Nowadays divorce-and-remarriage is granted in many countries not only where one of the partners is seriously at fault, as earlier divorce laws provided, but simply on evidence of what is called irretrievable marital breakdown. This type of divorce, which is obviously easier to obtain and accordingly spreads more rapidly, has also had the effect of reducing maintenance allowances for divorced wives and their children, since the husband is not seen as being at fault and the courts, therefore, are reluctant to burden him with the costs of maintenance. Wives and children, therefore, suffer more than ever under this form of divorce, which has today become common. It is precisely this "no fault divorce", or divorce based on "irretrievable marital breakdown", we are now being told, which should be introduced into Ireland.

Let us be under no illusion about the devastating blow that a law permitting divorce and remarriage would inflict on the Irish family and on our whole society. God has made known to us his plan for marriage and the family and we disregard it at our cost. The State which prohibits divorce, therefore, is acting for the good of society. On a matter such as this the law of the land cannot be neutral; the State must either support marriage by forbidding divorce, or undermine marriage by allowing it. If it chooses the latter course, it cannot avoid responsibility by claiming that it does not wish to impose the morality of some on those with a different morality. Unavoidably, the State must choose between the view that legalized divorce and remarriage is in the best interest of society and the view which says that it inflicts upon society grave and irreparable damage. One or other of these views must prevail. It is impossible for the State to accommodate both views at once. This may be awkward, but it is certainly a fact. There is no way of escaping it. No amount of discussion can change it.

What then is the solution to the problem of marital breakdown in Ireland? Surely the solution must be to tackle the causes. These have by now been clearly identified. Chief among them are: poverty in the home, violent behaviour, inadequate consideration by the State for the financial needs of larger families, drinking to excess, insufficient preparation for marriage. Successive Governments in this country have not pursued policies calculated to reduce these problems; indeed many policy decisions have positively worked to the detriment of marriage and the family. It is time that a serious effort was made to change this situation. A change of policy along these lines, and not divorce, is what our country now urgently needs.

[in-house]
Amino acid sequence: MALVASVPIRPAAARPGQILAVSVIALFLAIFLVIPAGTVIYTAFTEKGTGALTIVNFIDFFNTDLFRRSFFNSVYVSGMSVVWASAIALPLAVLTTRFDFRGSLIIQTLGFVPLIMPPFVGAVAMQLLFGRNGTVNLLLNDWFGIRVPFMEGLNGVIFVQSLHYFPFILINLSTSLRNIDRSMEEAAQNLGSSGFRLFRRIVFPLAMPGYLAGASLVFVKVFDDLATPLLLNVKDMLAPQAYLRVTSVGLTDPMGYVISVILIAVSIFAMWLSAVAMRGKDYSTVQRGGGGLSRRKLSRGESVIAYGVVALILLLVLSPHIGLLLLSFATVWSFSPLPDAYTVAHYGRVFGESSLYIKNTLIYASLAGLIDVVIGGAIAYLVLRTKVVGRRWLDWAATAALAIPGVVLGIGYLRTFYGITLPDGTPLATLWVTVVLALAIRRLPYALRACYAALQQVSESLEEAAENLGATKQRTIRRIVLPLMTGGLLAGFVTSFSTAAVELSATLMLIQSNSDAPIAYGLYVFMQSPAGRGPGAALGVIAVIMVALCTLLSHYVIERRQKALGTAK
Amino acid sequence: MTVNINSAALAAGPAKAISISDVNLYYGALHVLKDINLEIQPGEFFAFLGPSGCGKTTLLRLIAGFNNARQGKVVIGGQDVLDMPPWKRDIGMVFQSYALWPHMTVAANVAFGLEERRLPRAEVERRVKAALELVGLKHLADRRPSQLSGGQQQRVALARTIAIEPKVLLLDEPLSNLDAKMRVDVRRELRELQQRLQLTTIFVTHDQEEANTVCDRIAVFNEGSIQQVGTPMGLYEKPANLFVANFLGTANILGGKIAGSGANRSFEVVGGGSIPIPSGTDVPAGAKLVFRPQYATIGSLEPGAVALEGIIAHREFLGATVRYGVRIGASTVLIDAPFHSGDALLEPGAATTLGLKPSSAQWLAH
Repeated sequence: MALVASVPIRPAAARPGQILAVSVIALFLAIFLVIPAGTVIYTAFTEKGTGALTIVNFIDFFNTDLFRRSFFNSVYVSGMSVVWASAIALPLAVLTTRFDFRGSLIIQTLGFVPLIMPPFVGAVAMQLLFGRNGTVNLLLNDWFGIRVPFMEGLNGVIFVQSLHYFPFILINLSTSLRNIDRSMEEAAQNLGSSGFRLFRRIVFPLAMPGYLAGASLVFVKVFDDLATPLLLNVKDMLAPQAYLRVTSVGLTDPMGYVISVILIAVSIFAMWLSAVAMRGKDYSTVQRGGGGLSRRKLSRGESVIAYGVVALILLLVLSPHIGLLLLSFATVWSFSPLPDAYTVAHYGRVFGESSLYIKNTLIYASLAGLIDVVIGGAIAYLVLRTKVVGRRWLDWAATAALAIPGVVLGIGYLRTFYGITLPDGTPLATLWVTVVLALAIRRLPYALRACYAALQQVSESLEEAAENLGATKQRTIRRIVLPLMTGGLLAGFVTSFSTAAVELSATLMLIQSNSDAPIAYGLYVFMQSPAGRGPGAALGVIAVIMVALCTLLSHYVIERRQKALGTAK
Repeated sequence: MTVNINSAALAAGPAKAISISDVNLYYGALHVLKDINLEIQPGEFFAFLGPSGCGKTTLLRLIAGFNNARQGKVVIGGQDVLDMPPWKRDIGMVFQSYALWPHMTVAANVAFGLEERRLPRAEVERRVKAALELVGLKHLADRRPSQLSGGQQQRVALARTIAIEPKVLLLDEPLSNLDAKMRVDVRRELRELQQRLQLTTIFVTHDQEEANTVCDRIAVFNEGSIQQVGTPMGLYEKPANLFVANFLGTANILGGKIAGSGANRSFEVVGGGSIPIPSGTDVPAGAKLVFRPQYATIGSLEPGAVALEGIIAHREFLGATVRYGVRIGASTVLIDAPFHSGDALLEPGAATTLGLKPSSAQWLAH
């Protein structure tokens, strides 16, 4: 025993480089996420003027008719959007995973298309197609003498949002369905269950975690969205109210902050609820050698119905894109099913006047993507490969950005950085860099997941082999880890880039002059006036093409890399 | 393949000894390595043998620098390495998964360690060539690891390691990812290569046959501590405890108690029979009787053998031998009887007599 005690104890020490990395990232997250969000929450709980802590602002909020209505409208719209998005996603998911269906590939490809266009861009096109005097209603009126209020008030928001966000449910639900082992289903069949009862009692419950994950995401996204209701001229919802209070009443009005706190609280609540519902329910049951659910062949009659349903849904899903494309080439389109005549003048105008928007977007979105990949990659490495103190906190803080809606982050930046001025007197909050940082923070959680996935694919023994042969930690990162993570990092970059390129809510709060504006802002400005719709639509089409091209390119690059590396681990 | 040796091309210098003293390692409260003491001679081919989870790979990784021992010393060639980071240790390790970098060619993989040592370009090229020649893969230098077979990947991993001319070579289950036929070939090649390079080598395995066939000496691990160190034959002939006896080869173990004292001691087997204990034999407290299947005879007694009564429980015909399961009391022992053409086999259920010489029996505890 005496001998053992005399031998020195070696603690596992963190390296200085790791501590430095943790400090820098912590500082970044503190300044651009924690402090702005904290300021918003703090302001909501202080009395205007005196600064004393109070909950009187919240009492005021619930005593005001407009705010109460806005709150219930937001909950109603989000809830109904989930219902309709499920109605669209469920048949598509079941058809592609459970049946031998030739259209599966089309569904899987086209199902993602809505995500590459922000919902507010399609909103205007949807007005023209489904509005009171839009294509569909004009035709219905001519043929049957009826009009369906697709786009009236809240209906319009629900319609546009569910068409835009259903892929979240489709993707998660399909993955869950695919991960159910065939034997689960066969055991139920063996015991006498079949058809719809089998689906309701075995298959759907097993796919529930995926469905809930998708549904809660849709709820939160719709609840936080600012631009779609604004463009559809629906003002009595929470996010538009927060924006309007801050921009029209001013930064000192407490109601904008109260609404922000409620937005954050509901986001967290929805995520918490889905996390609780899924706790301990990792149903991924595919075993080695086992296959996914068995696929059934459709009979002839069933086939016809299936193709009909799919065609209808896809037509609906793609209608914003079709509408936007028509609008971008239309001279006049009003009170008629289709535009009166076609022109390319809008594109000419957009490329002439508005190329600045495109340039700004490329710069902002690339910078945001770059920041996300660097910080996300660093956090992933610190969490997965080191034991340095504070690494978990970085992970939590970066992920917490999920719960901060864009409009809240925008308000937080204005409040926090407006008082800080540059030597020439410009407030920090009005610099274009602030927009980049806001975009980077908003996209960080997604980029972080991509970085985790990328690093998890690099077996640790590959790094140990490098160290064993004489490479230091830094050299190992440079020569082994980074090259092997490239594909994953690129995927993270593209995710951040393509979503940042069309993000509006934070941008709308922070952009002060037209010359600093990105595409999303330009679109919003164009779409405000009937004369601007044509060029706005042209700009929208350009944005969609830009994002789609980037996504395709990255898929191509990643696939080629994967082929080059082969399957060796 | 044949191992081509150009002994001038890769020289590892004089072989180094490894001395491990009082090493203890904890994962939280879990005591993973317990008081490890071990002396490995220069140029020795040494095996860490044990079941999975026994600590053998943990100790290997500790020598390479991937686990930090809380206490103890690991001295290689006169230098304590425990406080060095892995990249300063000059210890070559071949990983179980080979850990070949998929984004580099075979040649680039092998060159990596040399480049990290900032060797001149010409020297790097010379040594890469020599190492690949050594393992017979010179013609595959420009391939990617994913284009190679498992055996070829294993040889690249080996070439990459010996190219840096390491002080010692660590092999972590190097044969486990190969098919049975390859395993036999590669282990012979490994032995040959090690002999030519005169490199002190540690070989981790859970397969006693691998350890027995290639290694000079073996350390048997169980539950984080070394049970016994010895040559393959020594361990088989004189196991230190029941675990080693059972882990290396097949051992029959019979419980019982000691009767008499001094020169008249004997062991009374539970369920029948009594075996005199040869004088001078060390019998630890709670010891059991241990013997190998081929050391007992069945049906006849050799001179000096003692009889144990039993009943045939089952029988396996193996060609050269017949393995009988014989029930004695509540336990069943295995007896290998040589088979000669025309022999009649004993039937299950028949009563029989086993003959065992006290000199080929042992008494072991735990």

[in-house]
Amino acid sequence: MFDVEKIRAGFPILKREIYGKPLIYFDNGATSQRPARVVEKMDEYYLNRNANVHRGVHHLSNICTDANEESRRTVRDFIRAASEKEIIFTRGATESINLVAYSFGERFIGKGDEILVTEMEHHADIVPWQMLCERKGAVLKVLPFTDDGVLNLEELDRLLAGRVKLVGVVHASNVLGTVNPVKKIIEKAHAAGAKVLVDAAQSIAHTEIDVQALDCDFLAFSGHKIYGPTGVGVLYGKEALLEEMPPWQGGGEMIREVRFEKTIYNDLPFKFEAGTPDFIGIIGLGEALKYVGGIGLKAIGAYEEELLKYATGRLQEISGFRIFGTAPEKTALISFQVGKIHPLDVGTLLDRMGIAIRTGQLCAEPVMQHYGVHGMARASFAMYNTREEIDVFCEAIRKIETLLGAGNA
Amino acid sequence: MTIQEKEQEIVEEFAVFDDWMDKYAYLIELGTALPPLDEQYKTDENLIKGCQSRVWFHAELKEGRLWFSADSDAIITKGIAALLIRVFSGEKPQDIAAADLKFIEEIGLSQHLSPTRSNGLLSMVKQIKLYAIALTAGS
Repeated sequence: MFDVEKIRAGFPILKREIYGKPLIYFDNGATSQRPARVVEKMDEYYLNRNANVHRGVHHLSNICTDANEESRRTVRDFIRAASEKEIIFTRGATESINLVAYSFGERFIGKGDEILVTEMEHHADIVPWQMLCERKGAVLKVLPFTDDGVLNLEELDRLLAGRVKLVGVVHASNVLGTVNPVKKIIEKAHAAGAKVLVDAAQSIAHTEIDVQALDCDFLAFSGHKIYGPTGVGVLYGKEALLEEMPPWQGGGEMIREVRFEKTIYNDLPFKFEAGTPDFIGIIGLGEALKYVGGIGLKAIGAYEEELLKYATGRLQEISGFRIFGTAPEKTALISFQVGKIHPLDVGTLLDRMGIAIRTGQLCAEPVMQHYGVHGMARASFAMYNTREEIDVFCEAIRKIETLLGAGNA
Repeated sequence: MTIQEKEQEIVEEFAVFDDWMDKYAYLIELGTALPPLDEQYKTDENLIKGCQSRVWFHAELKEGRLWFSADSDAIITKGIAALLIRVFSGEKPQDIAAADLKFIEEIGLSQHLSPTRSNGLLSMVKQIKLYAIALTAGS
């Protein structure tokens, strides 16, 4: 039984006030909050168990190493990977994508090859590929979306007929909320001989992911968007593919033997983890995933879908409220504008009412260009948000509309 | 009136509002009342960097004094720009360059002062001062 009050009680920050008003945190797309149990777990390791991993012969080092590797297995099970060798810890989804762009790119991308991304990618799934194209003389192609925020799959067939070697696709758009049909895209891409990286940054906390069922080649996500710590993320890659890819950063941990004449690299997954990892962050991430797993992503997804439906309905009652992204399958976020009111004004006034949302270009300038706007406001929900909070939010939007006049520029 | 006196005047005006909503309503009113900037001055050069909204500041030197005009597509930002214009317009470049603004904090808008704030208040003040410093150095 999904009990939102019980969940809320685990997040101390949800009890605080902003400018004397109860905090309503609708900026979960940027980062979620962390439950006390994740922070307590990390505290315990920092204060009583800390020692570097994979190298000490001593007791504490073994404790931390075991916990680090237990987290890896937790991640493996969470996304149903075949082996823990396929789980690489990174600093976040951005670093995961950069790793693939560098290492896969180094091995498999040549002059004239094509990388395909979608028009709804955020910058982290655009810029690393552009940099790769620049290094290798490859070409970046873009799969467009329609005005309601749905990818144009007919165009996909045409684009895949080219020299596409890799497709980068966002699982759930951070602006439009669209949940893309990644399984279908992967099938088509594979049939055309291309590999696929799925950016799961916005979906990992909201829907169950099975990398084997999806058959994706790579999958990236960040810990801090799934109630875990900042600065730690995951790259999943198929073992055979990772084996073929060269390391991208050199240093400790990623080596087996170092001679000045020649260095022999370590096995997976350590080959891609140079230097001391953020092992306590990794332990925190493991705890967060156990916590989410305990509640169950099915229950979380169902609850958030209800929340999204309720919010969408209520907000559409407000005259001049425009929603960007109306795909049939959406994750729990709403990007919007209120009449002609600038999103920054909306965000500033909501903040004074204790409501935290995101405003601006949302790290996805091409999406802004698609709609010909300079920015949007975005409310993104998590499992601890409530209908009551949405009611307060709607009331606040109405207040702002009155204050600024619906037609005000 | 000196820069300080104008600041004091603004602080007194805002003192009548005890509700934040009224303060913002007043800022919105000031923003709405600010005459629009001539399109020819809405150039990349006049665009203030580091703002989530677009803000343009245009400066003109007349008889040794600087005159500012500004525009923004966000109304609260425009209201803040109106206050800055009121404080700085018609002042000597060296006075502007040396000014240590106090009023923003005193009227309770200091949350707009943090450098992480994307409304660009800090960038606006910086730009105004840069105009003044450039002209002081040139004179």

One final point. If we really care for the family, we also need to face up to the damage now being done to the moral fabric of our society by the spread of the contraceptive mentality. We have not yet realized how deep and wide-ranging this damage is. The irony is that it is taking place at a time when improved methods of natural family planning have made recourse to contraceptives unnecessary.

Despite the evidence of the tragic moral decline to which the widespread availability of contraceptives has led in other countries, we hear today of proposals to facilitate access to contraceptives for the unmarried and the young in our society. We should be clear in our minds what the effects will be if these proposals are adopted. If we travel this road, we shall cause further damage to the moral conscience of our youth, who already have so many difficulties to contend with. We shall be setting the scene for an increase in venereal disease, teenage pregnancies, illegitimate births and even abortion. We shall be paving the way for recourse to contraceptives by ever younger age groups.

Is it really our wish to shift the aims or our society away from genuine moral education, self-discipline and strength of character? Is it our wish to weaken the moral fibre to which we owe our survival as a nation and the great achievements of our past? Is it our wish to turn our back on the true dignity of the human person, which is based on a genuine moral response to the voice of conscience and the law of God?

We cannot simply brush these questions aside. They now confront us urgently, and how we respond to them will profoundly influence our future. If we do not meet the challenge of these questions, the gains achieved by the Pro-Life Amendment to the constitution, and much more besides, will be put at risk. May I invite you, my dear people, to reflect seriously on this as we look back over the year that has gone by since the Pro-Life Amendment was passed.

Kevin McNamara

Bishop of Kerry

Teachings of the Magisterium on Abortion

Priests for Life